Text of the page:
Duluth asks Lincoln Park residents to weigh in on proposed fiber optic network

Duluth asks Lincoln Park residents to weigh in on proposed fiber optic network

DULUTH — The city is preparing to invest $5.5 million in a fiber optic network that should provide high-speed data services to Lincoln Park residents and businesses at a more affordable price. But first, he wants to gauge public interest in the project.

Portrait of Emily Larson

Mayor of Duluth Emily Larson

City officials are asking residents and local businesses to show interest in installing a city-owned system by visiting duluthfiber.com or filling out a non-binding form at a local public library.

Mayor Emily Larson described high-speed broadband data service as something “truly every resident of this community needs, deserves and should expect.”

However, she suggested that many Lincoln Park residents were left out of the game.

At a news conference at the corner of Superior Street and West 19th Avenue on Tuesday, Larson said, “We’re here to discuss this because it’s such an underserved neighborhood.”

While Larson said it might be inconvenient that she, as a visitor, can’t text from parts of Lincoln Park, “What’s deeply problematic are households, children, families who can’t access the internet or broadband in that neighborhood.When we have children and families who sit outside fast food restaurants to connect to the internet to apply for a job, look for housing or doing their homework is bad for our whole community.

She suggested the local situation is worse than it looks, saying, “Although on paper the City of Duluth appears to be a serviced community, we know there are many, many neighborhoods that do not have access, do not have connectivity and do not have reliable internet or broadband access.

Emily Nygren, a city economic developer, said Duluth staff are excited to start the Lincoln Park pilot project and that it will “serve up to 1,900 residents and businesses with fiber internet access.”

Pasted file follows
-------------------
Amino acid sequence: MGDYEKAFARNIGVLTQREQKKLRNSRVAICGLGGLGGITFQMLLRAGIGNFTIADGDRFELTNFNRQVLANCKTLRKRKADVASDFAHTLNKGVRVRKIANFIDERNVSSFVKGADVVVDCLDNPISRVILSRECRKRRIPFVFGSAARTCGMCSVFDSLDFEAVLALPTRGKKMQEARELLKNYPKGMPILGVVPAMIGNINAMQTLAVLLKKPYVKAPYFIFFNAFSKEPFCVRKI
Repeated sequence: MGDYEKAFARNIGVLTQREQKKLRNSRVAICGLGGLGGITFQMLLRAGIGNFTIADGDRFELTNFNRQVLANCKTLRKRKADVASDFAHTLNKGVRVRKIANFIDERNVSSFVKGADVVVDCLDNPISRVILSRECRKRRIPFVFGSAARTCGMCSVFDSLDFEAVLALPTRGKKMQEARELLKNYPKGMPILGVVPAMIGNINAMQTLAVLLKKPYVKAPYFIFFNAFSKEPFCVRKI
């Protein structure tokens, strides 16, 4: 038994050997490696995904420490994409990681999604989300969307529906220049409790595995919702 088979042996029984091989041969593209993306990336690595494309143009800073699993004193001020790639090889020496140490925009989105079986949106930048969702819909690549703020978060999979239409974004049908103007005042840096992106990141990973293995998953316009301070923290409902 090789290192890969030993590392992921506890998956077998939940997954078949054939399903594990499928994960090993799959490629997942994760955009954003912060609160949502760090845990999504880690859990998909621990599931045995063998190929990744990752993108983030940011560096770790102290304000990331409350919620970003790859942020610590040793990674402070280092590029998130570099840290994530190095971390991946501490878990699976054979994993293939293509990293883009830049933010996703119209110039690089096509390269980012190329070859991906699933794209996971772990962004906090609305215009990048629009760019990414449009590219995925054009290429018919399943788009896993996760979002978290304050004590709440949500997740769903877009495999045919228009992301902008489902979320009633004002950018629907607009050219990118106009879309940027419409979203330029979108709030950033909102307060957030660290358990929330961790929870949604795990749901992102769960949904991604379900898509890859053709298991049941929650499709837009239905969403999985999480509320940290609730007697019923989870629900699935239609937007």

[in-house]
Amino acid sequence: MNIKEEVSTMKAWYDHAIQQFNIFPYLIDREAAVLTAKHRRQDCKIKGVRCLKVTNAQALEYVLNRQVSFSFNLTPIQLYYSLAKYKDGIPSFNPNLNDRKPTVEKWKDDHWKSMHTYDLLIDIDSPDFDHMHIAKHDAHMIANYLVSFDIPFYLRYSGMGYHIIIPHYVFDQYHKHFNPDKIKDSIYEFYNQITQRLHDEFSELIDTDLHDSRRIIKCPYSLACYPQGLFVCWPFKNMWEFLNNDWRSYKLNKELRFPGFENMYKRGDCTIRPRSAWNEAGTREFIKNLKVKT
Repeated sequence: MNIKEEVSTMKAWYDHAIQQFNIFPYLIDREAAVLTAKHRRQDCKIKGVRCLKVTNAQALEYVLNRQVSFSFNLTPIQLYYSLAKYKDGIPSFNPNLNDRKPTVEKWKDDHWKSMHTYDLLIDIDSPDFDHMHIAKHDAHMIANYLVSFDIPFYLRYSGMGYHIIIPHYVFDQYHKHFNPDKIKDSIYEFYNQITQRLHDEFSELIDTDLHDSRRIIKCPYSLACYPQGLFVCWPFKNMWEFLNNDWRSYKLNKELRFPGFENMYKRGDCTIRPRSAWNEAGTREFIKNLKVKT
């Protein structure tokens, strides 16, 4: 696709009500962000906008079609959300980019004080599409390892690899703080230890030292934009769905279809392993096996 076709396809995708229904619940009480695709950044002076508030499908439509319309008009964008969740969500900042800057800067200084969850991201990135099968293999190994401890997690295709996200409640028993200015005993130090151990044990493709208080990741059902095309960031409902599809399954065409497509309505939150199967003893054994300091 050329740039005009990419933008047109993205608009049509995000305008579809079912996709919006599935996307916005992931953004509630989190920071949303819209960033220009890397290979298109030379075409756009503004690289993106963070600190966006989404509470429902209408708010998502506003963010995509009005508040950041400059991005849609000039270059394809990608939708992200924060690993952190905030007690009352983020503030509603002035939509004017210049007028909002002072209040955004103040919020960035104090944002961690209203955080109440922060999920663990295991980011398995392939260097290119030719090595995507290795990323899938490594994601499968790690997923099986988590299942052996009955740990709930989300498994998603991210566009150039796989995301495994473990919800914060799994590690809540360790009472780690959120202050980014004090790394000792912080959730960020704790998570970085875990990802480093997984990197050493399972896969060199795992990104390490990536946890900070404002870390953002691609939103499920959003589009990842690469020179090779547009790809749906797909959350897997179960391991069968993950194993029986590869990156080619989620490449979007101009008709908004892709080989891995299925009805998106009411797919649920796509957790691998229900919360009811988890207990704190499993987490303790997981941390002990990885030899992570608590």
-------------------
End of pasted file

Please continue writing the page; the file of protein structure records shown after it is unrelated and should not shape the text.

In January, Duluth City Council is expected to weigh in on a resolution that could allow work to begin on the project, with hopes the service will be up and running by the end of the year, allowing residents to begin receiving the service.

Nygren said that in a recent survey, more than 1,700 residents said they were unhappy with their current internet service because it was unreliable, did not meet their speed expectations, or was unaffordable.

Nygren said under the current plan, the city would own a fiber optic network and provide access to service providers, who would compete to provide the most attractive and cheapest options to users. Based on what other communities have seen, she predicted that the infrastructure would reduce the current cost of service by $20 to $30 and deliver it at accelerated speeds.

Ideally, Nygren said at least half of the customers with the ability to access the network would sign up for the service.

The city has already set aside $1 million in COVID-19 relief funds received through the US Federal Bailout Act to support the initiative, and Nygren said the rest of the cost should be covered. by available local economic development funds, without adding to the Duluth property. tax burden.

The city administration had previously explored the idea of ​​funding the project partly from the Community Investment Trust, but that changed course when a few members of the city council raised concerns about the reduction of the single reserve which helps support Duluth’s bond rating.

If the Lincoln Park fiber optic pilot project is well received, Duluth could consider integrating it into a citywide system at a much higher projected cost of $76 million to $79 million.

In a statement, Larson said, “Especially after the pandemic has moved much of our day-to-day activities online, it is now crucial that everyone who lives, works and plays in Duluth has reliable and affordable access to a Broadband Internet connectivity that has the capability to meet current and future technology needs. The city is so excited to make measurable progress towards that end.

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